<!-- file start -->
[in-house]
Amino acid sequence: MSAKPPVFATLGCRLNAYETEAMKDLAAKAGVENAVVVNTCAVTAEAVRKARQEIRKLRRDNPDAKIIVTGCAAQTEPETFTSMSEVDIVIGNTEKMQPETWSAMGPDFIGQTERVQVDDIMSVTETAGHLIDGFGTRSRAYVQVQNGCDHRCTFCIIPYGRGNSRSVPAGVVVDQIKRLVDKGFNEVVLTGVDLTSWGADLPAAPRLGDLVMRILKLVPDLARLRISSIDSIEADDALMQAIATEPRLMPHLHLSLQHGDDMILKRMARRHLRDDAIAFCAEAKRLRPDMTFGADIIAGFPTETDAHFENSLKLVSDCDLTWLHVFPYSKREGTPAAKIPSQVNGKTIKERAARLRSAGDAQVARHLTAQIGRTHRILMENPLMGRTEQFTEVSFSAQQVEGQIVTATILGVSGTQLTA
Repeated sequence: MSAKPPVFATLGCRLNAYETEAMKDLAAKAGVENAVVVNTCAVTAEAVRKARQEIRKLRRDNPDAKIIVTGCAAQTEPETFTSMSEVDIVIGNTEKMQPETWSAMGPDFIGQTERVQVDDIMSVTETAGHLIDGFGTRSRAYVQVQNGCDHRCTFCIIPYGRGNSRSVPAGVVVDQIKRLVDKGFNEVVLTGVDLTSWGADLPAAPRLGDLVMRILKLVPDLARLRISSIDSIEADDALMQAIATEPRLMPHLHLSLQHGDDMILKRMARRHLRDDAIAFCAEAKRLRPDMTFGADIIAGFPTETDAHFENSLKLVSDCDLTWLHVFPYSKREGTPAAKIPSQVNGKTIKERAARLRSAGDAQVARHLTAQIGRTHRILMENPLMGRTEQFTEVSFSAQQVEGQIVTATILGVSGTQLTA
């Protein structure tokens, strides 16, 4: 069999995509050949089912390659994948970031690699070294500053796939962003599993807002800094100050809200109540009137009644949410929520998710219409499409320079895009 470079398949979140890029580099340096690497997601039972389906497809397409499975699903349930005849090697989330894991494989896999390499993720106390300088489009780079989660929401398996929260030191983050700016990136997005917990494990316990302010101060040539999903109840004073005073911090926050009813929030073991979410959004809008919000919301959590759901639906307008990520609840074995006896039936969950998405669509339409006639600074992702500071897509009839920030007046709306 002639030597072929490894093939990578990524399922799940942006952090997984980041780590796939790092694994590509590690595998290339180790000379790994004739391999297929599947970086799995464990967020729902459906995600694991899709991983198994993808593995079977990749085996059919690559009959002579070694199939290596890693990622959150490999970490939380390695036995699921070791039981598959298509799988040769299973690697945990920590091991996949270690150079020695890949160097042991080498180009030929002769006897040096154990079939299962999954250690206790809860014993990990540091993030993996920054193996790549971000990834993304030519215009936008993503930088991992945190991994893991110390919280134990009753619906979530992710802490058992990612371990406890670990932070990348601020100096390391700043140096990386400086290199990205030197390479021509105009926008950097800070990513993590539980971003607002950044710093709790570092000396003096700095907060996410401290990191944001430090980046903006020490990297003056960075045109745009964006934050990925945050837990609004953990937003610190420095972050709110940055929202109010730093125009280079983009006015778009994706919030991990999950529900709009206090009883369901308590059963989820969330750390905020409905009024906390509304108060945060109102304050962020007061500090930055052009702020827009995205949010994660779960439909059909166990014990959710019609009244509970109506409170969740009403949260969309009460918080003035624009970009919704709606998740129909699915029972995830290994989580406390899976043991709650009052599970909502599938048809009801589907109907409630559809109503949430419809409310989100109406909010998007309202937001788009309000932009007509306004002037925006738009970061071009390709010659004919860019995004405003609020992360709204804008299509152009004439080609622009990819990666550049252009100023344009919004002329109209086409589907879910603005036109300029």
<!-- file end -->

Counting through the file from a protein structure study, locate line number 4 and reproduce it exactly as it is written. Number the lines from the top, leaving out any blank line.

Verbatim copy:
């Protein structure tokens, strides 16, 4: 069999995509050949089912390659994948970031690699070294500053796939962003599993807002800094100050809200109540009137009644949410929520998710219409499409320079895009 470079398949979140890029580099340096690497997601039972389906497809397409499975699903349930005849090697989330894991494989896999390499993720106390300088489009780079989660929401398996929260030191983050700016990136997005917990494990316990302010101060040539999903109840004073005073911090926050009813929030073991979410959004809008919000919301959590759901639906307008990520609840074995006896039936969950998405669509339409006639600074992702500071897509009839920030007046709306 002639030597072929490894093939990578990524399922799940942006952090997984980041780590796939790092694994590509590690595998290339180790000379790994004739391999297929599947970086799995464990967020729902459906995600694991899709991983198994993808593995079977990749085996059919690559009959002579070694199939290596890693990622959150490999970490939380390695036995699921070791039981598959298509799988040769299973690697945990920590091991996949270690150079020695890949160097042991080498180009030929002769006897040096154990079939299962999954250690206790809860014993990990540091993030993996920054193996790549971000990834993304030519215009936008993503930088991992945190991994893991110390919280134990009753619906979530992710802490058992990612371990406890670990932070990348601020100096390391700043140096990386400086290199990205030197390479021509105009926008950097800070990513993590539980971003607002950044710093709790570092000396003096700095907060996410401290990191944001430090980046903006020490990297003056960075045109745009964006934050990925945050837990609004953990937003610190420095972050709110940055929202109010730093125009280079983009006015778009994706919030991990999950529900709009206090009883369901308590059963989820969330750390905020409905009024906390509304108060945060109102304050962020007061500090930055052009702020827009995205949010994660779960439909059909166990014990959710019609009244509970109506409170969740009403949260969309009460918080003035624009970009919704709606998740129909699915029972995830290994989580406390899976043991709650009052599970909502599938048809009801589907109907409630559809109503949430419809409310989100109406909010998007309202937001788009309000932009007509306004002037925006738009970061071009390709010659004919860019995004405003609020992360709204804008299509152009004439080609622009990819990666550049252009100023344009919004002329109209086409589907879910603005036109300029």